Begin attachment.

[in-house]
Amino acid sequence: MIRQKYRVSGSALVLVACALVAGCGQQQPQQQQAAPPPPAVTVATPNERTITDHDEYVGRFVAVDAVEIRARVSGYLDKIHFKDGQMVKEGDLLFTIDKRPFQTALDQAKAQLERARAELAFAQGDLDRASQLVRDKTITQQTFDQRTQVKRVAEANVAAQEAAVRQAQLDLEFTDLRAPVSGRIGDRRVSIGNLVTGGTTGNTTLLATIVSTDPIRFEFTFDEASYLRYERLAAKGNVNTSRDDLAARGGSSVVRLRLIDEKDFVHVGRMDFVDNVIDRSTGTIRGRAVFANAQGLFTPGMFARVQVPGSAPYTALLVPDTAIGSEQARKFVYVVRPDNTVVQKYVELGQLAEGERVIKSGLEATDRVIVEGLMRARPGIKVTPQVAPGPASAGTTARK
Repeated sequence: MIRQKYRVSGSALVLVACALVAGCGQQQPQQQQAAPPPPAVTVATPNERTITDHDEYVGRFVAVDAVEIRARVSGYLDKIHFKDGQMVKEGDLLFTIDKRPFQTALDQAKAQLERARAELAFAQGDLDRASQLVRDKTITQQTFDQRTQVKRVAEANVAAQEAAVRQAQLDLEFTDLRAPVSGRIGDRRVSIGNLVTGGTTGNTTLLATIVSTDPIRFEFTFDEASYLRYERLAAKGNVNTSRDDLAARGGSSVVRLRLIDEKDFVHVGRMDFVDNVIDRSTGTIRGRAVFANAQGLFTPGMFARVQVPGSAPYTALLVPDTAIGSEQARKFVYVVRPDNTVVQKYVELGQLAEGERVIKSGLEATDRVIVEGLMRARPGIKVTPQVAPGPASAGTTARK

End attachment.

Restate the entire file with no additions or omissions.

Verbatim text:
[in-house]
Amino acid sequence: MIRQKYRVSGSALVLVACALVAGCGQQQPQQQQAAPPPPAVTVATPNERTITDHDEYVGRFVAVDAVEIRARVSGYLDKIHFKDGQMVKEGDLLFTIDKRPFQTALDQAKAQLERARAELAFAQGDLDRASQLVRDKTITQQTFDQRTQVKRVAEANVAAQEAAVRQAQLDLEFTDLRAPVSGRIGDRRVSIGNLVTGGTTGNTTLLATIVSTDPIRFEFTFDEASYLRYERLAAKGNVNTSRDDLAARGGSSVVRLRLIDEKDFVHVGRMDFVDNVIDRSTGTIRGRAVFANAQGLFTPGMFARVQVPGSAPYTALLVPDTAIGSEQARKFVYVVRPDNTVVQKYVELGQLAEGERVIKSGLEATDRVIVEGLMRARPGIKVTPQVAPGPASAGTTARK
Repeated sequence: MIRQKYRVSGSALVLVACALVAGCGQQQPQQQQAAPPPPAVTVATPNERTITDHDEYVGRFVAVDAVEIRARVSGYLDKIHFKDGQMVKEGDLLFTIDKRPFQTALDQAKAQLERARAELAFAQGDLDRASQLVRDKTITQQTFDQRTQVKRVAEANVAAQEAAVRQAQLDLEFTDLRAPVSGRIGDRRVSIGNLVTGGTTGNTTLLATIVSTDPIRFEFTFDEASYLRYERLAAKGNVNTSRDDLAARGGSSVVRLRLIDEKDFVHVGRMDFVDNVIDRSTGTIRGRAVFANAQGLFTPGMFARVQVPGSAPYTALLVPDTAIGSEQARKFVYVVRPDNTVVQKYVELGQLAEGERVIKSGLEATDRVIVEGLMRARPGIKVTPQVAPGPASAGTTARK